Replacing suspension with “restorative justice” circles is “effective but exhausting,” concludes Susan Dominus in the New York Times Magazine.
Students and teachers “strengthen connections and heal rifts” by discussing their reaction to an incident, she writes. In Denver and Oakland, schools have lowered suspension rates, improved graduation rates and improved the school atmosphere, she writes.
New York City’s Leadership and Public Service High School started experimenting with restorative practices five years ago.
Principal Phil Santos is committed to the approach, but calls it “exhausting” and “messy.”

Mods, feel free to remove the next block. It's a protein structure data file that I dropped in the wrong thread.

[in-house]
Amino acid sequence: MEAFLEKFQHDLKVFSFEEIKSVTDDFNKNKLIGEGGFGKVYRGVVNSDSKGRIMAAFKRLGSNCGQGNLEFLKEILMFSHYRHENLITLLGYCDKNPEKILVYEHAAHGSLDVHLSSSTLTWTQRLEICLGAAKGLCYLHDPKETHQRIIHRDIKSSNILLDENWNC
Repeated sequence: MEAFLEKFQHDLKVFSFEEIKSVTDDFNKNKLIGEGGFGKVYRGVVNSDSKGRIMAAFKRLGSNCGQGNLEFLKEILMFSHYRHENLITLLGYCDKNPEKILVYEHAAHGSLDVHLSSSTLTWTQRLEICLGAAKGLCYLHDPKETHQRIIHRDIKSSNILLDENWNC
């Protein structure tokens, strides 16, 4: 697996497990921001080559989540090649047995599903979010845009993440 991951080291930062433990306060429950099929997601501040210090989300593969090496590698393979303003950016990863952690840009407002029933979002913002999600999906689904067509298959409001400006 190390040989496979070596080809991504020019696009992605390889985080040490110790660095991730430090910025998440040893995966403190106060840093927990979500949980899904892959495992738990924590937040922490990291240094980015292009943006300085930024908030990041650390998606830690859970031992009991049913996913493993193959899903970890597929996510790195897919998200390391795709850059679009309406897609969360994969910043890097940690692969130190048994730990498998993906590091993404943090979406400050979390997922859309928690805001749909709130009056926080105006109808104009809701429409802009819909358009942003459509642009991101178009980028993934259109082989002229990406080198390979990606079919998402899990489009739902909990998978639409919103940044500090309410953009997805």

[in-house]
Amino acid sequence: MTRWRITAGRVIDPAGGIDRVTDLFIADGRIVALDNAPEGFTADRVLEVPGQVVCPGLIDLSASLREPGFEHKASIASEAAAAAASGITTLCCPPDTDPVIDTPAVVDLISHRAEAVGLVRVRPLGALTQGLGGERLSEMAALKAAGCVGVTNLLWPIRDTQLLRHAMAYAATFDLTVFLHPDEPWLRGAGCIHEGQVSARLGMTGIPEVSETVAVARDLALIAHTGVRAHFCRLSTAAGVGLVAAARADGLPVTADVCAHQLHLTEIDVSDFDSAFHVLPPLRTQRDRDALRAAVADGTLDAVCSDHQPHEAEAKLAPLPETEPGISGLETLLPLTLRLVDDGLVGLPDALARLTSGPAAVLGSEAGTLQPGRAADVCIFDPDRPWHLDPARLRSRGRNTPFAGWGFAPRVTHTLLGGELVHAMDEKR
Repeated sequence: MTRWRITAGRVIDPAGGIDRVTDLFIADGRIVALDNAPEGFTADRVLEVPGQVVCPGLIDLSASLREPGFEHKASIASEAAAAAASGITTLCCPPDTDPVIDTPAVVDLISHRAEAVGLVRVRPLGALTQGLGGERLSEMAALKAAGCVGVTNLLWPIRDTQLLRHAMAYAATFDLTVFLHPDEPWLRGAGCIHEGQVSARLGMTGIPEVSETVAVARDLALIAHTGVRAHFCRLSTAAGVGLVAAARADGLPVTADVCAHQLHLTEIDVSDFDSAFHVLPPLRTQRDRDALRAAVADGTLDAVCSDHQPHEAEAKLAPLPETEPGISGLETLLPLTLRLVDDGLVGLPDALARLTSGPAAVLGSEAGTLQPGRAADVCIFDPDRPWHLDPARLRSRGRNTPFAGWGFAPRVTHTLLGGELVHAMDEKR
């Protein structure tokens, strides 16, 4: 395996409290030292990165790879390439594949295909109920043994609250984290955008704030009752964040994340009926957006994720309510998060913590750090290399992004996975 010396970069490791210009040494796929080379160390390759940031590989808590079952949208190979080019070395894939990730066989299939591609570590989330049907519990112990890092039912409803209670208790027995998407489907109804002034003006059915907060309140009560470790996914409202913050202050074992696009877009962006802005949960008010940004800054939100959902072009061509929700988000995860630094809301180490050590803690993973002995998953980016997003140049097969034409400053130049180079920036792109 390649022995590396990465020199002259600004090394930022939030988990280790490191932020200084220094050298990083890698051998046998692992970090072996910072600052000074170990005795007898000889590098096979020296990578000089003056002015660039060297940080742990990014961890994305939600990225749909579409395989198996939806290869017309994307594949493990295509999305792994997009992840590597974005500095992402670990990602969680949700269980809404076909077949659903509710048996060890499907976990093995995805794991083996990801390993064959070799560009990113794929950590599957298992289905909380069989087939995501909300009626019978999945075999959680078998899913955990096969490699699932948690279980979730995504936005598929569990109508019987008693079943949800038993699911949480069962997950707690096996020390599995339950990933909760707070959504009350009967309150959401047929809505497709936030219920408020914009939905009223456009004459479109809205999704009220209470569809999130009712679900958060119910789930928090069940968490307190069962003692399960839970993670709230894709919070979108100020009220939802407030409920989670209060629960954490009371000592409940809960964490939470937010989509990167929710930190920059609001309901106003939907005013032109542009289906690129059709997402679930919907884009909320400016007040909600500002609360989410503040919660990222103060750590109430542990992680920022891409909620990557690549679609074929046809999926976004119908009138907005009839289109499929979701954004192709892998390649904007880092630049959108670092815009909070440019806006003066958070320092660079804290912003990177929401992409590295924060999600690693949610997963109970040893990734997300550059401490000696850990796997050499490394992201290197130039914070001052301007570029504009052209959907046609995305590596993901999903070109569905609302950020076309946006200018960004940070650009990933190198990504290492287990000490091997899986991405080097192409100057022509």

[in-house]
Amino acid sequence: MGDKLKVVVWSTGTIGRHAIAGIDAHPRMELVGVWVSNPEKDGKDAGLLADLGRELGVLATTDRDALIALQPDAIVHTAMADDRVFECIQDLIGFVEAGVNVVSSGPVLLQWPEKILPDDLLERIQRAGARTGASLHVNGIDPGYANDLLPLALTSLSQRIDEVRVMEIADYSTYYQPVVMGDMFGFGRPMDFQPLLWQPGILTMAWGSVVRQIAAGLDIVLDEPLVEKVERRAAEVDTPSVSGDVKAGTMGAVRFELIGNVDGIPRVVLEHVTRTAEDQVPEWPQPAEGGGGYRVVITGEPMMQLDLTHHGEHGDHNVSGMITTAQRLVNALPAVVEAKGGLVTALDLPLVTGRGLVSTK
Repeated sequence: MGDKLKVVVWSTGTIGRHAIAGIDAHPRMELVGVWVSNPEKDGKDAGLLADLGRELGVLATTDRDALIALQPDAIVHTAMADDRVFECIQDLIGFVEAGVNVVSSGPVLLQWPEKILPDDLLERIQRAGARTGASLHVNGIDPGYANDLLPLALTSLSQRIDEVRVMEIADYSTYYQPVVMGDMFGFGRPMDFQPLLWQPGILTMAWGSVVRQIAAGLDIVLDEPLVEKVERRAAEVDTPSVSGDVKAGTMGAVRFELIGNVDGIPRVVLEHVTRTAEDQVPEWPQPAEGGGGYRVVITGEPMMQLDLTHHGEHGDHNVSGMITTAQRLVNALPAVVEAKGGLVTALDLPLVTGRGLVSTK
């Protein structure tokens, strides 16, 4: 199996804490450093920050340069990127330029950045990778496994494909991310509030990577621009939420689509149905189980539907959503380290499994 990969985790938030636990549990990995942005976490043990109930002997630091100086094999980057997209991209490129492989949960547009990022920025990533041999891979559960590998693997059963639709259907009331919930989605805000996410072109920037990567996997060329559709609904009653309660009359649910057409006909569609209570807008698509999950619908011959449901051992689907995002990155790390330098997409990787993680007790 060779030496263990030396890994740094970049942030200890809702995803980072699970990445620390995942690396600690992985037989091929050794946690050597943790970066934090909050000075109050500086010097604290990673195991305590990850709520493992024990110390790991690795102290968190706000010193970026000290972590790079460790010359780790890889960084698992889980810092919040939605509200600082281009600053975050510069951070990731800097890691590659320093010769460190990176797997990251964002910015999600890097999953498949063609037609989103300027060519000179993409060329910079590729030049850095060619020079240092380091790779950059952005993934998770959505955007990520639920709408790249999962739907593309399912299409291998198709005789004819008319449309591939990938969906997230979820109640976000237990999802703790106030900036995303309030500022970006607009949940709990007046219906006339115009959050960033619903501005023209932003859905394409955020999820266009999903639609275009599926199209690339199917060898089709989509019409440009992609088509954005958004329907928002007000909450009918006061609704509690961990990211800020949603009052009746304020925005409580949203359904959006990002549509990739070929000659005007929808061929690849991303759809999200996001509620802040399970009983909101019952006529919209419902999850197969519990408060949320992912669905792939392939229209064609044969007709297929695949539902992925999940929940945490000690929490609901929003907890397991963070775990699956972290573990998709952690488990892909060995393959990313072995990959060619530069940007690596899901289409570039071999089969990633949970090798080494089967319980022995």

He recruited a new dean, Erin Dunlevy, who’d trained in restorative practices. She trained student leaders, but was “rattled when, within the first month of school, one girl from that group brawled with another girl,” throwing a fire extinguisher that broke the dean’s toe, writes Dominus.
Dunlevy has trained students and other deans in how to get each party in a conflict to take responsibility and make amends.” For example, “a student who had left a classroom in disarray might help the teacher clean it.”
She also coached teachers on how to use language that set a welcoming rather than punitive tone. “As opposed to, ‘You’re late, sign this late log,’ it’s, ‘Hey, this class is not complete without you — I need you to be here,’?” Dunlevy says.
Suspensions are way down at the school, but absenteeism is high and college-readiness rates are below the district average, writes Dominus. In fact, students and teachers are somewhat less likely to say the school has a “safe and respectful environment.”